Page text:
• Tanguy learned from this experience that just having a supervisor position doesn’t empower you. Instead to acquire or to get that leadership you have to learn the skills to develop some skills. The first skill you need to develop is listening to everybody across the company because anybody and everyone has something that they can teach you. You also have to have people trust you or otherwise it is difficult for you to succeed.

[00:20:02] How can you lead with a lack of experience, even though you are actively trying to listen?

  • If you don’t have the experience but have the position you have to do some work. You can either do it your way or you do it as a team. If you take the team approach even if you manage one person that one person can have the experience you have to rely on the people that have the experience, skills and knowledge. However, at the end of the day you are going to be responsible for making the decision but the last thing that you want to is make a decision alone. You need to look unilaterally and consider all the points of view and that’s how you develop the leadership skills and knowledges as well. When you hear different point of view, and when you hear different experience, different exposure, it feeds you, it feeds your knowledge, it feeds your experience and you, even fast, fast track that, that experience and knowledge.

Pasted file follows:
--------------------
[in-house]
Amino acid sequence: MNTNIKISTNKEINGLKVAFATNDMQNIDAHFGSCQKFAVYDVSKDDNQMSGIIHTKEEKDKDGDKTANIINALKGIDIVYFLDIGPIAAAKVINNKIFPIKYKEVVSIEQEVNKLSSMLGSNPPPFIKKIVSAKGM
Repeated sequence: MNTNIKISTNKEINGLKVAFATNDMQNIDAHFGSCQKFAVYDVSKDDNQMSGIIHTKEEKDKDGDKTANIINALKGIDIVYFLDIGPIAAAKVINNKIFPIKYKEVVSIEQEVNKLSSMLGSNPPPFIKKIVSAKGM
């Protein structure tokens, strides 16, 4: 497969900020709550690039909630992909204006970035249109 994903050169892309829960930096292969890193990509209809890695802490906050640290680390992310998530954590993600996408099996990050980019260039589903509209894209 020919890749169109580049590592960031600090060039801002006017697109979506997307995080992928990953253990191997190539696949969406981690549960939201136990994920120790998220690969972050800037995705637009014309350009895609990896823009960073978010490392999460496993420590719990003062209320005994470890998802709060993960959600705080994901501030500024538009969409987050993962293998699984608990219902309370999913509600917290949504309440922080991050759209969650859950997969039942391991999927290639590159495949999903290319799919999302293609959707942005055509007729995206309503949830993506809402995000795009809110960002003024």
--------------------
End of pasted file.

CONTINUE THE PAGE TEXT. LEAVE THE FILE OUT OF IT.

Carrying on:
[00:21:55] Tanguy starts telling Veronica about things that school does not teach you

  • For example there are things at you won’t know until you start working. Yes, you will come in with your technical knowledge from school but once you get to a company it has it’s own unique culture. You cannot learn that from school so you need to know what that culture is at that company. When is the culture, for example, at the company, do people act without disgusting first because you have some company when an incident happened. Do they have the liberty to fix the problem right away? Because that’s the company’s culture. But at other company, they have to meet first. There’s a chain of command before you make a decision. That’s one example.